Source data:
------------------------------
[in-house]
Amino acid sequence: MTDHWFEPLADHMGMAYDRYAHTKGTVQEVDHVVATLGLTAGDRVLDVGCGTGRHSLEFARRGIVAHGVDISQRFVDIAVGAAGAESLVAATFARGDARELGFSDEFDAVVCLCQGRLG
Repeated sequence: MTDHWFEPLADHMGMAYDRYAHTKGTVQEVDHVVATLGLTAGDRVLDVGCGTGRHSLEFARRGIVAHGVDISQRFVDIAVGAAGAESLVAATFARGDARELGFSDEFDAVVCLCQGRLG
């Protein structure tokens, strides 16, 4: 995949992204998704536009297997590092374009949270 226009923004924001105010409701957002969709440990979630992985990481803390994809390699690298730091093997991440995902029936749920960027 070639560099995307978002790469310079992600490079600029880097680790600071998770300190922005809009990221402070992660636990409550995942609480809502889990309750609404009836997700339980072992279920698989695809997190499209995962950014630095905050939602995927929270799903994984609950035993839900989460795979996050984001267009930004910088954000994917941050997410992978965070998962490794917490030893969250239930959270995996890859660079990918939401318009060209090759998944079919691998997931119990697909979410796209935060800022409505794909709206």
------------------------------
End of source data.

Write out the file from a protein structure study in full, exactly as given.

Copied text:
[in-house]
Amino acid sequence: MTDHWFEPLADHMGMAYDRYAHTKGTVQEVDHVVATLGLTAGDRVLDVGCGTGRHSLEFARRGIVAHGVDISQRFVDIAVGAAGAESLVAATFARGDARELGFSDEFDAVVCLCQGRLG
Repeated sequence: MTDHWFEPLADHMGMAYDRYAHTKGTVQEVDHVVATLGLTAGDRVLDVGCGTGRHSLEFARRGIVAHGVDISQRFVDIAVGAAGAESLVAATFARGDARELGFSDEFDAVVCLCQGRLG
């Protein structure tokens, strides 16, 4: 995949992204998704536009297997590092374009949270 226009923004924001105010409701957002969709440990979630992985990481803390994809390699690298730091093997991440995902029936749920960027 070639560099995307978002790469310079992600490079600029880097680790600071998770300190922005809009990221402070992660636990409550995942609480809502889990309750609404009836997700339980072992279920698989695809997190499209995962950014630095905050939602995927929270799903994984609950035993839900989460795979996050984001267009930004910088954000994917941050997410992978965070998962490794917490030893969250239930959270995996890859660079990918939401318009060209090759998944079919691998997931119990697909979410796209935060800022409505794909709206």